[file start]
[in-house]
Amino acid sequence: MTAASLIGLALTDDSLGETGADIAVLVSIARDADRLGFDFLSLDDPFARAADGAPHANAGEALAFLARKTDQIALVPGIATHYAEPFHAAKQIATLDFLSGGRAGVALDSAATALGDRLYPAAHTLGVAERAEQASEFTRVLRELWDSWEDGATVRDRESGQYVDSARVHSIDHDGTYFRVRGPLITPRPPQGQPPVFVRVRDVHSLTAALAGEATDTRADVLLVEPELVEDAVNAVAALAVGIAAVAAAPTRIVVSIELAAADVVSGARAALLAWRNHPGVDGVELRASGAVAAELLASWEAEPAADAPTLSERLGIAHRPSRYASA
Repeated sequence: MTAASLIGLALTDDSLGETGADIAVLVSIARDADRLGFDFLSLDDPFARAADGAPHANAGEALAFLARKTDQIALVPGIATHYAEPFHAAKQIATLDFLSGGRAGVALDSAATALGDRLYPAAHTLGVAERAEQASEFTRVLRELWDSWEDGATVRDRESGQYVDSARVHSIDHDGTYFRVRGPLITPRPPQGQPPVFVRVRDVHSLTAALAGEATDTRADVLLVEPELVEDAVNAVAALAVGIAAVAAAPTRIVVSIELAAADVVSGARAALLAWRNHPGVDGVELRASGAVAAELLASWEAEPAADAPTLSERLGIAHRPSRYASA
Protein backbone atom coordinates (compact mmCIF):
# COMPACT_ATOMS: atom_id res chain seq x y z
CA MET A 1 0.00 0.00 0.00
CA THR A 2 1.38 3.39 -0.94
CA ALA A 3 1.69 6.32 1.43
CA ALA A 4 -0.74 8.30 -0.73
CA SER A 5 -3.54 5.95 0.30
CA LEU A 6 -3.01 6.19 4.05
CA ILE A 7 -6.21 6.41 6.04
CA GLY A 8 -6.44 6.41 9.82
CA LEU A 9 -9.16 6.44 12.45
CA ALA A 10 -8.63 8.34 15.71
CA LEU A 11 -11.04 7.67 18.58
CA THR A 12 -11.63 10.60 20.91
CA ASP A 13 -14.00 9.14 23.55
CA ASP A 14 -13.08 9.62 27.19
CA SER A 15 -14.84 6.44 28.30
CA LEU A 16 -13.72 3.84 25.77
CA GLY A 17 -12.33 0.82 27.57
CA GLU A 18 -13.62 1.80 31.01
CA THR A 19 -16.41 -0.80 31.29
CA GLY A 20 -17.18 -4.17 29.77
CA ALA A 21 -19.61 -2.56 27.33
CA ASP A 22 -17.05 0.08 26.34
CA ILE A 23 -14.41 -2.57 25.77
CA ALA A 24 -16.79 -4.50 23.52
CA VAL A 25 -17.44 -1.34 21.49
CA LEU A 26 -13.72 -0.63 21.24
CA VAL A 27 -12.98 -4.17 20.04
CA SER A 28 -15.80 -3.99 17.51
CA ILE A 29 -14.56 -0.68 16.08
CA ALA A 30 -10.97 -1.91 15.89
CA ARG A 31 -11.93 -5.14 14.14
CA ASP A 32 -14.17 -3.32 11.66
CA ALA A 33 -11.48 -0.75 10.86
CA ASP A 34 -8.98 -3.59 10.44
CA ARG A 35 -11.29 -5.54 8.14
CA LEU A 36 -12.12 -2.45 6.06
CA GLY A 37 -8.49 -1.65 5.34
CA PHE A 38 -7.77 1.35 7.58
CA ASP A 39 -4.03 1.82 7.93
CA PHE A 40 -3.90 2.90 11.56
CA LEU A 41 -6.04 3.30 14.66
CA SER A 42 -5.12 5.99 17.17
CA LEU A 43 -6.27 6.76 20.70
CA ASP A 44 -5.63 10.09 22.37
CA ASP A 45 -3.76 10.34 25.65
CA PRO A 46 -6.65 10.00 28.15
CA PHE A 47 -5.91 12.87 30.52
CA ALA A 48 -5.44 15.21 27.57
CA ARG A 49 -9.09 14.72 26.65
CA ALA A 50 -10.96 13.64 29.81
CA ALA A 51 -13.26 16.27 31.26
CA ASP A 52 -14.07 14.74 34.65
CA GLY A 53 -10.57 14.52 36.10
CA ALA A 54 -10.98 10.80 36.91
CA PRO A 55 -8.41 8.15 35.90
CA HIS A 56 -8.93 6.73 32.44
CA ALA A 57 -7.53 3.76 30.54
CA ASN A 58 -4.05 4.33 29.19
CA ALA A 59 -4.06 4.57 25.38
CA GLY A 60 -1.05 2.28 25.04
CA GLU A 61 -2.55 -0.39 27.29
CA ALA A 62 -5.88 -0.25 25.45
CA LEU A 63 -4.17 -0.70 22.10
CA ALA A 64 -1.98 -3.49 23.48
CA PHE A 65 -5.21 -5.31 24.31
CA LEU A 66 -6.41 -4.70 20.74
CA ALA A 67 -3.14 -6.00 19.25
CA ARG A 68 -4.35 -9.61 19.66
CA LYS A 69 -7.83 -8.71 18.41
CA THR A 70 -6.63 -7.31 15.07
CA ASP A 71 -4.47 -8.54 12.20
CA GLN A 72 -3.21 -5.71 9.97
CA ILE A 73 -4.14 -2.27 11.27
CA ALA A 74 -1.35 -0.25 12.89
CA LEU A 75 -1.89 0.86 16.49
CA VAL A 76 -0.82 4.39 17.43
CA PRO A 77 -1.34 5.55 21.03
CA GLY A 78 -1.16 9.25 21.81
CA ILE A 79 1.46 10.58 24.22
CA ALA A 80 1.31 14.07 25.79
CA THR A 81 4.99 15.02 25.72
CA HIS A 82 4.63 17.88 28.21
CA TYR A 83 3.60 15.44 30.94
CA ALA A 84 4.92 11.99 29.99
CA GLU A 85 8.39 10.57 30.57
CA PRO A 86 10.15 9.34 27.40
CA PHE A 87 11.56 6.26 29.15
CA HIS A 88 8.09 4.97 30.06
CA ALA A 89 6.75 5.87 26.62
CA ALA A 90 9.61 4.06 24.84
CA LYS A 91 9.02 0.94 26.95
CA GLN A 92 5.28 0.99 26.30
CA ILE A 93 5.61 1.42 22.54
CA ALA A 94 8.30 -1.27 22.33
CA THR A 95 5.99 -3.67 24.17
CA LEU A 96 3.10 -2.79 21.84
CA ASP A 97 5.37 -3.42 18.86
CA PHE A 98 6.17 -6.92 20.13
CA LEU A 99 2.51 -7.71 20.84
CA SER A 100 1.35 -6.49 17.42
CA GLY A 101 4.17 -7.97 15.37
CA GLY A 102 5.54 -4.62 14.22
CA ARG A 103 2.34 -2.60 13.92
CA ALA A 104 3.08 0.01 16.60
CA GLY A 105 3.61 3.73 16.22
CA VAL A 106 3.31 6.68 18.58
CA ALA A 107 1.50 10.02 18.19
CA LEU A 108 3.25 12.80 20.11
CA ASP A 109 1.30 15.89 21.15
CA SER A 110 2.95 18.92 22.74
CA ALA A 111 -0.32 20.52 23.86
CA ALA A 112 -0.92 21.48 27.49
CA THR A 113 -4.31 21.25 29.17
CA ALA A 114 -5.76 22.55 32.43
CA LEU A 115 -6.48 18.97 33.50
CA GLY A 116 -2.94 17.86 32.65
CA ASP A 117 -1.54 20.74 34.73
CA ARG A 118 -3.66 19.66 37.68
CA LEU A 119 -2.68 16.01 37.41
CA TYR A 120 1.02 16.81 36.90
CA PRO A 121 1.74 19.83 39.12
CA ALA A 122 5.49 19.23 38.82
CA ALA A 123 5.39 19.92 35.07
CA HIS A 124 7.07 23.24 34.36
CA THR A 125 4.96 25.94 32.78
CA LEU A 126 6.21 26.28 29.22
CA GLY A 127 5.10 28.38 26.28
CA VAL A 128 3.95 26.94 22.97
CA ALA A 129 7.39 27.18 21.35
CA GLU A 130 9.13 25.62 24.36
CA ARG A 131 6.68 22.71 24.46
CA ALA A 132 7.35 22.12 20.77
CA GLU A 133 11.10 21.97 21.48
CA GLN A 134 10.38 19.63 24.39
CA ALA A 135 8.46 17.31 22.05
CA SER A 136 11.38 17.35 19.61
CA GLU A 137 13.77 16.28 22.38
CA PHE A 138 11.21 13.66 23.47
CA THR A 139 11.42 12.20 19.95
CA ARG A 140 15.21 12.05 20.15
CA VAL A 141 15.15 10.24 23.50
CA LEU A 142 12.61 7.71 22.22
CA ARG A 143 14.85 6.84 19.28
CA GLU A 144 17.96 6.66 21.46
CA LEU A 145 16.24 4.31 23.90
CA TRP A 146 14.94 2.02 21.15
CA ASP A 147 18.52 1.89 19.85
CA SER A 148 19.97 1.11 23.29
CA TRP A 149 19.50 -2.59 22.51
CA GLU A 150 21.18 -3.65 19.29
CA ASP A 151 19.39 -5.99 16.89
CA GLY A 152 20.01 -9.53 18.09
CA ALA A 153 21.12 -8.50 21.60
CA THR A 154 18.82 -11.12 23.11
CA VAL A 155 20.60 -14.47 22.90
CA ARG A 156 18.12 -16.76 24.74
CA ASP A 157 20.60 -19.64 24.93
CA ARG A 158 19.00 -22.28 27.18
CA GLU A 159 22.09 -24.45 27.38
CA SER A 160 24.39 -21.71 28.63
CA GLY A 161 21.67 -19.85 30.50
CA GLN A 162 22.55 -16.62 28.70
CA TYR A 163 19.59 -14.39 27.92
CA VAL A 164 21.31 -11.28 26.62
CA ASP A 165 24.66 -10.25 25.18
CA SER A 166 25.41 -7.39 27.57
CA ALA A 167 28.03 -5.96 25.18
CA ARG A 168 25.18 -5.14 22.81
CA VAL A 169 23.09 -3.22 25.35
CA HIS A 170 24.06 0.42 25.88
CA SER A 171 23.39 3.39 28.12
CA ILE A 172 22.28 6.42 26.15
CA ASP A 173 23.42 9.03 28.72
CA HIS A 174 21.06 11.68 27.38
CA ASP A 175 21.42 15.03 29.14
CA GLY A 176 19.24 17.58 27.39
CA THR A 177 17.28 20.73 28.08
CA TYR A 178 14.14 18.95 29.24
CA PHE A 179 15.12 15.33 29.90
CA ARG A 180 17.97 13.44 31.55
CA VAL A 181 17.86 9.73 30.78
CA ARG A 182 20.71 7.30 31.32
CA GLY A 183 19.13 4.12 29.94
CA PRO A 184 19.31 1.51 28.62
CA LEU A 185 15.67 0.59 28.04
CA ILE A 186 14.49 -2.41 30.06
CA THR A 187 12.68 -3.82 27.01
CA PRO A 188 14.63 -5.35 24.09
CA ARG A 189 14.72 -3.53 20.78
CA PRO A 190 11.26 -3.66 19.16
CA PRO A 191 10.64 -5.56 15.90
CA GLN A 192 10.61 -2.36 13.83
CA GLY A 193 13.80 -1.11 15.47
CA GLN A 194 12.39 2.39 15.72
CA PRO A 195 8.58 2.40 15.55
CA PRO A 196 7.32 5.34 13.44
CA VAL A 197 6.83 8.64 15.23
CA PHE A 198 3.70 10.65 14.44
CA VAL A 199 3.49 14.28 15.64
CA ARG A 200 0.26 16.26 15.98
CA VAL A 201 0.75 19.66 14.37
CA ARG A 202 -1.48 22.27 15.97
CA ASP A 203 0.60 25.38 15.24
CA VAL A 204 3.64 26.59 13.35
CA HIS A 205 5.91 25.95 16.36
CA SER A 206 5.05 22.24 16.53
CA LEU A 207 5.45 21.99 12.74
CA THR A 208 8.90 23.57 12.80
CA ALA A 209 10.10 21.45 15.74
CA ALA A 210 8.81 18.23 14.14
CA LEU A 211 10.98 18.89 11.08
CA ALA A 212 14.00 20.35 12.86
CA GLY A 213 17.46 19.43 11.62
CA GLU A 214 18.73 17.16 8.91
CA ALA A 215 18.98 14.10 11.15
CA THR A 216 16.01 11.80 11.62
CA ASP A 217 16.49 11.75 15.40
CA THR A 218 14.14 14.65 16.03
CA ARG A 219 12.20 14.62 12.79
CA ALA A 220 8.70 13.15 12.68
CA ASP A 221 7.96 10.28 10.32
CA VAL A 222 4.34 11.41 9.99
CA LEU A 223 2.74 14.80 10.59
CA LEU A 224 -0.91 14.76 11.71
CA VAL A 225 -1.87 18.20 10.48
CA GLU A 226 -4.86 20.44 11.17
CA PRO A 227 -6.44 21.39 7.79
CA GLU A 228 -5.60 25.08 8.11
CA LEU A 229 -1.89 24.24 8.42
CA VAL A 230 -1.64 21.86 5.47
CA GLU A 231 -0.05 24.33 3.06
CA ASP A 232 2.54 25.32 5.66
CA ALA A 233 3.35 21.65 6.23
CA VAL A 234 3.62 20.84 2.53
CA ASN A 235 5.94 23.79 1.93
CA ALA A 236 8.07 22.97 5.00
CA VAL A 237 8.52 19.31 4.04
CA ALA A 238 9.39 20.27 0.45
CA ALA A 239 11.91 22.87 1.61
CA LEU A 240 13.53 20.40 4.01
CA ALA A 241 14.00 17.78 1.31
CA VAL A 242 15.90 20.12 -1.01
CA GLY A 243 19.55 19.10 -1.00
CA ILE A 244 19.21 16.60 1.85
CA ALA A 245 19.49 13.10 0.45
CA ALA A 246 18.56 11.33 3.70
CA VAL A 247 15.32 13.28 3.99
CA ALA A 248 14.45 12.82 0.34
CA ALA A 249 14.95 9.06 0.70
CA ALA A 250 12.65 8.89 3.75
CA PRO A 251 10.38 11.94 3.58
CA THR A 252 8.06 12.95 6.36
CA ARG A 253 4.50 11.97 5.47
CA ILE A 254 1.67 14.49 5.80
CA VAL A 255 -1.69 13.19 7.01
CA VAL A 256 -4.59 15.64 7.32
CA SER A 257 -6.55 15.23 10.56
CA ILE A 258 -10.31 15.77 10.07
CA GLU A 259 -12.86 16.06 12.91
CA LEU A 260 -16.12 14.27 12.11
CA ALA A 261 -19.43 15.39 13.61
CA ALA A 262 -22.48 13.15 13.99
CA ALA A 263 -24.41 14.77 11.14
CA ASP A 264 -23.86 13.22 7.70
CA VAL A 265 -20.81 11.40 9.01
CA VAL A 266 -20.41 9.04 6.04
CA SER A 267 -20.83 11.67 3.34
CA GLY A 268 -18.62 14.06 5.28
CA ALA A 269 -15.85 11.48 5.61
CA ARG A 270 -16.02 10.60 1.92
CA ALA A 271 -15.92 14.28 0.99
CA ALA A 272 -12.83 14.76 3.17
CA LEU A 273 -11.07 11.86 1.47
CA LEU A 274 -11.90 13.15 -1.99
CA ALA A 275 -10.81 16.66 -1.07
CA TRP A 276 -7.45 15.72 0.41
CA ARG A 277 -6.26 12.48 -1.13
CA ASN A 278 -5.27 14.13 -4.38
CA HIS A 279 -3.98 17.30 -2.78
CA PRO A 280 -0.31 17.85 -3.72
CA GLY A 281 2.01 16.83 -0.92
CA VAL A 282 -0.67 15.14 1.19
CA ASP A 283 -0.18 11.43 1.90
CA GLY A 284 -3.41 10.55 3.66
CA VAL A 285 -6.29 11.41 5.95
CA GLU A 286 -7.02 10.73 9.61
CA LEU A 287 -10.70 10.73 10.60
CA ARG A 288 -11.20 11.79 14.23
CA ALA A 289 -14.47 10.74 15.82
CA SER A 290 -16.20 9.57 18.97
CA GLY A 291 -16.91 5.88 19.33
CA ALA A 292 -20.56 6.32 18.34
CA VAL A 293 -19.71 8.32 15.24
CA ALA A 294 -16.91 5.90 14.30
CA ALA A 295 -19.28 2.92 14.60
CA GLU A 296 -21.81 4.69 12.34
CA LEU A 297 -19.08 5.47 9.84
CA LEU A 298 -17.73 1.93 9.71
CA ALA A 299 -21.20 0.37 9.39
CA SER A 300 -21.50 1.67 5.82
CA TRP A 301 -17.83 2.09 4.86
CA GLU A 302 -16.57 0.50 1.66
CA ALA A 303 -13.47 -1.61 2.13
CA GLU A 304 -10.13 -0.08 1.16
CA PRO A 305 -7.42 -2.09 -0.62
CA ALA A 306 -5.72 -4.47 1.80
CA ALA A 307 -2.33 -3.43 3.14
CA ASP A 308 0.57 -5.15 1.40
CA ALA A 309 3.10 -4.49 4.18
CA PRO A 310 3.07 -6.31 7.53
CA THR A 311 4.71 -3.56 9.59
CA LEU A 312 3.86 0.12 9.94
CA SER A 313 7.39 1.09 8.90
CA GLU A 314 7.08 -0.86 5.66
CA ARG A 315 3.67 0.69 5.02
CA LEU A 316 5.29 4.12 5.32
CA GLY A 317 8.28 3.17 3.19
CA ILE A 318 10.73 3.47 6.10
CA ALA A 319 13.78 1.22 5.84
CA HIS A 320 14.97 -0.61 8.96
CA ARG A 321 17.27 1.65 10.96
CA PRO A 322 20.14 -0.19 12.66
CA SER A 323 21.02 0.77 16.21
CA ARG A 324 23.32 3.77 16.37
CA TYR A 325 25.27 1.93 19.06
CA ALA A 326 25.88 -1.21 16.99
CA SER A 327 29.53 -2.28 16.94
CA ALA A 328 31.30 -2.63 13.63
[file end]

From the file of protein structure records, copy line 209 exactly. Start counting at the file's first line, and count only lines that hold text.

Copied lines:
CA VAL A 204 3.64 26.59 13.35